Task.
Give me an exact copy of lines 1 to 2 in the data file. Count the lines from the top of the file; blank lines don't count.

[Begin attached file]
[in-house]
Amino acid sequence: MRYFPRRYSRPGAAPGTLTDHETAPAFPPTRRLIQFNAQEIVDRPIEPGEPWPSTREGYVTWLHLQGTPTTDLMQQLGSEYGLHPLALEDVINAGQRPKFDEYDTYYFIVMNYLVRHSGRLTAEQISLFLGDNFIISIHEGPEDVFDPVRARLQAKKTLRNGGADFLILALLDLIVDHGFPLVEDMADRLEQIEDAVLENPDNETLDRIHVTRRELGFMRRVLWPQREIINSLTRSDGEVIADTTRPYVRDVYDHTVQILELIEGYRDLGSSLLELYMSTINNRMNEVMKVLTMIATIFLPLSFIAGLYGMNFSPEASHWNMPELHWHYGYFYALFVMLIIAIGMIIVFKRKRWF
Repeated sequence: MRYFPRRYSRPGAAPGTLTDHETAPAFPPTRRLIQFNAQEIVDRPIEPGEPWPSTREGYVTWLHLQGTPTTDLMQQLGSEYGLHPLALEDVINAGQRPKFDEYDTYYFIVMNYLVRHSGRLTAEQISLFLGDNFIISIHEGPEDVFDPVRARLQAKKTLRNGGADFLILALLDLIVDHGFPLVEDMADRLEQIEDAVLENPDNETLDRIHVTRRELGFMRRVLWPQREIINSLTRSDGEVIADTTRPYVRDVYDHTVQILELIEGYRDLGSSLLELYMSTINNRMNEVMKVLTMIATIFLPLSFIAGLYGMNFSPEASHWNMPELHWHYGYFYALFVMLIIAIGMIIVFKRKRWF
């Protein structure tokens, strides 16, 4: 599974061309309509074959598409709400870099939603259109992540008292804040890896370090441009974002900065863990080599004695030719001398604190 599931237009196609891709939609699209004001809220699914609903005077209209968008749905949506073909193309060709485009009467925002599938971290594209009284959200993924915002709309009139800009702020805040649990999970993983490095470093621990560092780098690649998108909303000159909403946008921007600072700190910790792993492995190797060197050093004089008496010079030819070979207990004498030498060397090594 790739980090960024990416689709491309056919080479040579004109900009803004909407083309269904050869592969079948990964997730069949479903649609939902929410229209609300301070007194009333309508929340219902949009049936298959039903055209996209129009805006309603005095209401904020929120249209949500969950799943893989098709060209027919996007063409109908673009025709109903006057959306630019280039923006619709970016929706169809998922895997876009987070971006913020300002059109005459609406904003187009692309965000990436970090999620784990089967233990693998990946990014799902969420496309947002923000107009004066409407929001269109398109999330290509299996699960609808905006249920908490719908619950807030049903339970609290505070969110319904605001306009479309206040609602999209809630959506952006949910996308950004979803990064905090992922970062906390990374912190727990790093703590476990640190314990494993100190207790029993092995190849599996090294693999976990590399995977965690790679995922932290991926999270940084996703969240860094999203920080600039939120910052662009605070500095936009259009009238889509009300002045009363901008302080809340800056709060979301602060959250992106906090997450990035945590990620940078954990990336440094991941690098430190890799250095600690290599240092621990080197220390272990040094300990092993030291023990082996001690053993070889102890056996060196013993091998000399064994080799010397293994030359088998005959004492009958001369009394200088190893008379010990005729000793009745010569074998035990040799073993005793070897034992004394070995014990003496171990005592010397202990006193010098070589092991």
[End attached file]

[in-house]
Amino acid sequence: MRYFPRRYSRPGAAPGTLTDHETAPAFPPTRRLIQFNAQEIVDRPIEPGEPWPSTREGYVTWLHLQGTPTTDLMQQLGSEYGLHPLALEDVINAGQRPKFDEYDTYYFIVMNYLVRHSGRLTAEQISLFLGDNFIISIHEGPEDVFDPVRARLQAKKTLRNGGADFLILALLDLIVDHGFPLVEDMADRLEQIEDAVLENPDNETLDRIHVTRRELGFMRRVLWPQREIINSLTRSDGEVIADTTRPYVRDVYDHTVQILELIEGYRDLGSSLLELYMSTINNRMNEVMKVLTMIATIFLPLSFIAGLYGMNFSPEASHWNMPELHWHYGYFYALFVMLIIAIGMIIVFKRKRWF